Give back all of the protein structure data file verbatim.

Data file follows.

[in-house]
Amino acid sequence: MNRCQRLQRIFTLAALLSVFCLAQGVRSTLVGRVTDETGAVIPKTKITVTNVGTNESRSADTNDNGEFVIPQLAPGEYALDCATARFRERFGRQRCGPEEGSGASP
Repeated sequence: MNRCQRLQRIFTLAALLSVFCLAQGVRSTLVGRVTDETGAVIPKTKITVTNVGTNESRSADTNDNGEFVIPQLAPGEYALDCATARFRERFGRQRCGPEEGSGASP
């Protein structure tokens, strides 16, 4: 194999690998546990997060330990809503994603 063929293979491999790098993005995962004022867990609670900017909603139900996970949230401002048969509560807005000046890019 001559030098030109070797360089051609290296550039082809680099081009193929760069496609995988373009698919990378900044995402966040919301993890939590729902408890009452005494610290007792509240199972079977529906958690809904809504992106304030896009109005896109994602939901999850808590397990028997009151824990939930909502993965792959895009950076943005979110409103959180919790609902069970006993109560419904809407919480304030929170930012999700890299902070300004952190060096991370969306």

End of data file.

[in-house]
Amino acid sequence: MNRCQRLQRIFTLAALLSVFCLAQGVRSTLVGRVTDETGAVIPKTKITVTNVGTNESRSADTNDNGEFVIPQLAPGEYALDCATARFRERFGRQRCGPEEGSGASP
Repeated sequence: MNRCQRLQRIFTLAALLSVFCLAQGVRSTLVGRVTDETGAVIPKTKITVTNVGTNESRSADTNDNGEFVIPQLAPGEYALDCATARFRERFGRQRCGPEEGSGASP
């Protein structure tokens, strides 16, 4: 194999690998546990997060330990809503994603 063929293979491999790098993005995962004022867990609670900017909603139900996970949230401002048969509560807005000046890019 001559030098030109070797360089051609290296550039082809680099081009193929760069496609995988373009698919990378900044995402966040919301993890939590729902408890009452005494610290007792509240199972079977529906958690809904809504992106304030896009109005896109994602939901999850808590397990028997009151824990939930909502993965792959895009950076943005979110409103959180919790609902069970006993109560419904809407919480304030929170930012999700890299902070300004952190060096991370969306």